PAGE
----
I hope your new year is off to a good start. Mine has been good, but not without it’s challenges.
Last month my mom was in the hospital. And this month, my boyfriend is working 12+ hours a day.
We’ve each had a hard time in our own way. And we don’t have enough time together.
I read A General Theory of Love over the holidays. It’s about the science of attachment/relationships. They talk about how important our relationships are.
When we feel like we miss our loved ones, it’s because we really need them. At a core level, they actually “regulate” us in important ways.
Most of us know our loved ones affect our emotional health. They provide care and comfort and reassurance when we need it. And when we don’t get those things, we really feel it.
But, we may not realize that the impact goes even deeper. They also help stabilize us physically. So, when they’re gone, we can lose sleep or even get sick.
And we need them even more, when we’re under stress.
That’s why it’s so important to:
- Make time for each other.* We can’t develop and keep that bond if we don’t have enough time to just be together. That’s how we stay tuned-in to each other. That’s how we know what’s going on with the other person and what we each need.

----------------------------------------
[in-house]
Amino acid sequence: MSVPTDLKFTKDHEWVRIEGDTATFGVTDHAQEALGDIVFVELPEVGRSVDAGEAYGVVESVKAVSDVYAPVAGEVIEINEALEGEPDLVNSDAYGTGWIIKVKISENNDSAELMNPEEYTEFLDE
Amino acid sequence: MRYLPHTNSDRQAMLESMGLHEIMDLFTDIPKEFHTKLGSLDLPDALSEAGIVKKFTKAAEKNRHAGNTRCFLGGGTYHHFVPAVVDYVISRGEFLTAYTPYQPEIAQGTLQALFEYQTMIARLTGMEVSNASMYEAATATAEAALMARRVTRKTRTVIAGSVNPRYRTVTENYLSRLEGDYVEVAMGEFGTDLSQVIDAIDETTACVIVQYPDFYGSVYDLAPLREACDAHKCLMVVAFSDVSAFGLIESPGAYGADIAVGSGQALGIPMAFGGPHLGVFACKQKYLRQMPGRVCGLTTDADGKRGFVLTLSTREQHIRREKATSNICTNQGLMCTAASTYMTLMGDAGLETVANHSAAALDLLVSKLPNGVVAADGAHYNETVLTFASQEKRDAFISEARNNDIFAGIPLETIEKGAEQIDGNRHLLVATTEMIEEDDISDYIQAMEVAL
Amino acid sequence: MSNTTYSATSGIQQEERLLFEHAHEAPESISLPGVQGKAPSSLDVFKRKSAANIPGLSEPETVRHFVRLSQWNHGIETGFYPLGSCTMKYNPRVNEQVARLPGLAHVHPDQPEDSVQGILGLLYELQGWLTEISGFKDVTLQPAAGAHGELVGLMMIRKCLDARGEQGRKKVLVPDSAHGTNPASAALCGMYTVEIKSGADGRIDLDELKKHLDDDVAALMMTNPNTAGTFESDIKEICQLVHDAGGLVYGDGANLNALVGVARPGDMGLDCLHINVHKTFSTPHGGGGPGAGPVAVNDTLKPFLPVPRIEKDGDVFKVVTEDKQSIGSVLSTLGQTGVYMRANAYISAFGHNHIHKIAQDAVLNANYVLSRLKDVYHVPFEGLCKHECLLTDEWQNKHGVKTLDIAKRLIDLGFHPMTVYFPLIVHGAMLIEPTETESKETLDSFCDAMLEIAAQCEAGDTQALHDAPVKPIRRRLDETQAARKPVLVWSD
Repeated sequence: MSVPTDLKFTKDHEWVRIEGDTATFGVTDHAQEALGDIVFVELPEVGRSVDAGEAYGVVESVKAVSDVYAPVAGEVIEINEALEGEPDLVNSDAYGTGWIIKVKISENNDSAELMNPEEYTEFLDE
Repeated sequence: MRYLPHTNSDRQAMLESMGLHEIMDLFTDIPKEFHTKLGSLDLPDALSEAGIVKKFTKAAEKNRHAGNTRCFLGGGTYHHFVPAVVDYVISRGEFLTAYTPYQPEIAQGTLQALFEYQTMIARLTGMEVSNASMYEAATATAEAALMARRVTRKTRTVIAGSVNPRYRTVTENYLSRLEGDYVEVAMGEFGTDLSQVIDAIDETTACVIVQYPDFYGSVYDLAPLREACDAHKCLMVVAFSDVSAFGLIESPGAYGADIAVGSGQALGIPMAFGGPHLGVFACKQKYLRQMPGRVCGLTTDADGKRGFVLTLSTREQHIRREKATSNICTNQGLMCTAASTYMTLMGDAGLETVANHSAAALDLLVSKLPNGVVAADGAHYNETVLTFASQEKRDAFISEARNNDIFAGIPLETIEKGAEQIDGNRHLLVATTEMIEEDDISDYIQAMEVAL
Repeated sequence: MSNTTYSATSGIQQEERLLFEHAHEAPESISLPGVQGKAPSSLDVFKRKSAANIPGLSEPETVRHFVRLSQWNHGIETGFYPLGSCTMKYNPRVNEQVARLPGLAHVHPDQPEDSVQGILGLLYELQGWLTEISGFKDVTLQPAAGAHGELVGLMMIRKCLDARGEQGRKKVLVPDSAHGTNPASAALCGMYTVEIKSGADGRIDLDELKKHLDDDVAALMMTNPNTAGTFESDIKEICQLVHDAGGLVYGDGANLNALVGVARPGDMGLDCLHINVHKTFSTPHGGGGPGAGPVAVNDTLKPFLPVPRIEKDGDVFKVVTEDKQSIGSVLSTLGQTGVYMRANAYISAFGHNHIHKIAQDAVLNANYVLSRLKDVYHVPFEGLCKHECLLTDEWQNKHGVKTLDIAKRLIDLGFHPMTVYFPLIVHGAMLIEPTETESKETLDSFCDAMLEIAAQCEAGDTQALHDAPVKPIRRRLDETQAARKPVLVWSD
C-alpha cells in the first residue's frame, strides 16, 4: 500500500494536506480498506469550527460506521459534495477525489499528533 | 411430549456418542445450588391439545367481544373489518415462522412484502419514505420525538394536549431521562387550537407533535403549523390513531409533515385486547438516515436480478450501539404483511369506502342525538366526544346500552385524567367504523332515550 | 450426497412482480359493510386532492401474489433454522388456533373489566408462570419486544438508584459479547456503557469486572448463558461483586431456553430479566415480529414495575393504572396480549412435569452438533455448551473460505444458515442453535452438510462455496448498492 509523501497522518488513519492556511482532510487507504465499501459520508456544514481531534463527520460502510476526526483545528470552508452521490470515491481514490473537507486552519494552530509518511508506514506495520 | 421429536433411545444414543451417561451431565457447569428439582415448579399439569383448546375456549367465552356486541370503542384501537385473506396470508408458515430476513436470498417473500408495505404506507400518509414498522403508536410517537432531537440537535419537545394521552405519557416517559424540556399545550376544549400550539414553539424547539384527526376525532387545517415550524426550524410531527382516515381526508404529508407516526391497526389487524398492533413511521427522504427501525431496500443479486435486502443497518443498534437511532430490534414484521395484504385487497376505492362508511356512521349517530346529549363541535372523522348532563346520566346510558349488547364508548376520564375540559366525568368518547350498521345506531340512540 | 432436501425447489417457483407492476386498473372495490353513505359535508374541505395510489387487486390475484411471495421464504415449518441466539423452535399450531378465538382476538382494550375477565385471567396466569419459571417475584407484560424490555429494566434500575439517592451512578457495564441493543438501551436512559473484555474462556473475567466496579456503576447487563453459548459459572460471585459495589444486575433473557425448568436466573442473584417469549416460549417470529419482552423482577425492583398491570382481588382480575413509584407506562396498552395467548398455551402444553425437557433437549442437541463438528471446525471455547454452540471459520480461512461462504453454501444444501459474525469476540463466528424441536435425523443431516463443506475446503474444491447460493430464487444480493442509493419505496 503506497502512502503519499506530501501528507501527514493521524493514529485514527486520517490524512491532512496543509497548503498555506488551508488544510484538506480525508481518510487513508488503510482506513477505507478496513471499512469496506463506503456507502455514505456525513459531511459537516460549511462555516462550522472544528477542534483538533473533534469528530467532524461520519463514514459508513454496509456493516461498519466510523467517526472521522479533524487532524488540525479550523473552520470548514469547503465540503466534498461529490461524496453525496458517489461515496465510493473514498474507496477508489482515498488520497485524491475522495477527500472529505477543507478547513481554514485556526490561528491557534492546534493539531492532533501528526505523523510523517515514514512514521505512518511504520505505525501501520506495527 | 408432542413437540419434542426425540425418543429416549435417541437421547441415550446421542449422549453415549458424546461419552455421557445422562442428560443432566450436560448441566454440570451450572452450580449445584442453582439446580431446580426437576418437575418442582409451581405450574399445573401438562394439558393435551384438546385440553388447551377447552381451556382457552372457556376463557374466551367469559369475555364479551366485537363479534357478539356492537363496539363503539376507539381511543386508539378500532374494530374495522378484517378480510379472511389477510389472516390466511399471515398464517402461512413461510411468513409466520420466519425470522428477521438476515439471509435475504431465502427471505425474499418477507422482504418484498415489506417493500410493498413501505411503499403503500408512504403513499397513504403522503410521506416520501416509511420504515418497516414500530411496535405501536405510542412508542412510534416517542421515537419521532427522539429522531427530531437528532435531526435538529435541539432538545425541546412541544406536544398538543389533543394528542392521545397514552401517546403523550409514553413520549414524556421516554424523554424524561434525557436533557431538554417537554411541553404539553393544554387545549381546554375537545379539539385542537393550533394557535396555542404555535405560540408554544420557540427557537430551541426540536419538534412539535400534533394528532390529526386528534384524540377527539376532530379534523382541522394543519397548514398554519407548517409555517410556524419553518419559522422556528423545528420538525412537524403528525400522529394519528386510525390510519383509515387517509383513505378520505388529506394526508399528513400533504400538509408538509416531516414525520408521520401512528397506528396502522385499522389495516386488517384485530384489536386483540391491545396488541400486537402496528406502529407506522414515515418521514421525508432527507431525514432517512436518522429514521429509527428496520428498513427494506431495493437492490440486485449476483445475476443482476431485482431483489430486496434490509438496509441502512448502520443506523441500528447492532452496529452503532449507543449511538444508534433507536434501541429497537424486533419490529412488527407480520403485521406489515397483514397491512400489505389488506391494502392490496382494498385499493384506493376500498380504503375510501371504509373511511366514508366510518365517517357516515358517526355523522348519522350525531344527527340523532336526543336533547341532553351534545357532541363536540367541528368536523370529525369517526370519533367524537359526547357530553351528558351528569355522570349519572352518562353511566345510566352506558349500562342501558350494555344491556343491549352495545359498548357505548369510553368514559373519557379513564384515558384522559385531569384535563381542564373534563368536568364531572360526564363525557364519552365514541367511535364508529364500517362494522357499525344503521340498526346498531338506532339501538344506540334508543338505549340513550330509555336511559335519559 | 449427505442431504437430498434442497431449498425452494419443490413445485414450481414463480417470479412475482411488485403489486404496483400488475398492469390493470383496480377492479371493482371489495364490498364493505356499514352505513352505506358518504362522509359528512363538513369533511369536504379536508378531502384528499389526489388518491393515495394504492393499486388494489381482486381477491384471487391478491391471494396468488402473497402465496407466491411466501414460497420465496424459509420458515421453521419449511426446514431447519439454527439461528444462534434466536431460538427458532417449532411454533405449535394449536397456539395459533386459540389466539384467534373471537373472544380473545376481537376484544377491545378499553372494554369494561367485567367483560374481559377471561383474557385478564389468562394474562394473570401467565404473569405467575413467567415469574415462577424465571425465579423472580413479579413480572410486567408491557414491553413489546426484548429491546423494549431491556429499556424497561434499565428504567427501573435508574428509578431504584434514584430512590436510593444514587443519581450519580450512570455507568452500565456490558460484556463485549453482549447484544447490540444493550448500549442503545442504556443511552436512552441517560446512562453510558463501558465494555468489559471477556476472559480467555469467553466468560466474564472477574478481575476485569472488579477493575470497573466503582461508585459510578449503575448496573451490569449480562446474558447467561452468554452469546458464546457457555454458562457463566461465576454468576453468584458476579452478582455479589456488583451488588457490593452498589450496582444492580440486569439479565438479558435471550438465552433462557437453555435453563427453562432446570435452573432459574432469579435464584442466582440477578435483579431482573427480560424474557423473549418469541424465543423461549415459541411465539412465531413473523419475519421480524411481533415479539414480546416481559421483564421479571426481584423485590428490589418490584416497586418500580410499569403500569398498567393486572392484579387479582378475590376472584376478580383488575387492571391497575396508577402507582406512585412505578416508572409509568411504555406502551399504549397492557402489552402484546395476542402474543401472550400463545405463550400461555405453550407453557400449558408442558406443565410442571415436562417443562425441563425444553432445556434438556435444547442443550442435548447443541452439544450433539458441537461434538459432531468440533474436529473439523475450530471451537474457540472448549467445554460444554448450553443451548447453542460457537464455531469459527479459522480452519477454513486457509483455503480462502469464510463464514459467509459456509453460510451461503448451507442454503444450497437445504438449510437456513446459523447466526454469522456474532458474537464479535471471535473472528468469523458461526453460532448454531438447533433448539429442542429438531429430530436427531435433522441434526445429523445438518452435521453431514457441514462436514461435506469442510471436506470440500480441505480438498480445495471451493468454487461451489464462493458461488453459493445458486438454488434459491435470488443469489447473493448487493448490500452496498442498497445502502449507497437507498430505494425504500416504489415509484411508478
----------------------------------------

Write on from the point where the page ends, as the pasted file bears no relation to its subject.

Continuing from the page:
- Take care of each other (It’s not 50-50. It’s 100-100.)* That’s why it can’t be, “You do your share, and I’ll do mine.” We both have to be “all-in.” Because sometimes, it’s not even. But over the long haul, if we take care of each other, we’ll both be happier.
A deep attachment relationship isn’t a luxury. It’s essential, if we want to be healthy and happy. And, it enables us to survive the rest of life’s ups and downs.
So, the best way to really take care of ourselves is — to be there for each other and take care of each other.
My boyfriend and I are doing our best with his long hours. And, my mom is doing better, which is a big relief. But, I’m really looking forward to things getting back to normal.
I’d love to hear how you are “there for each other” and how that gets you through the ups and downs of life.
Lewis, T., Amini, F., & Lannon, R. (2000). A General Theory of Love. New York: Random.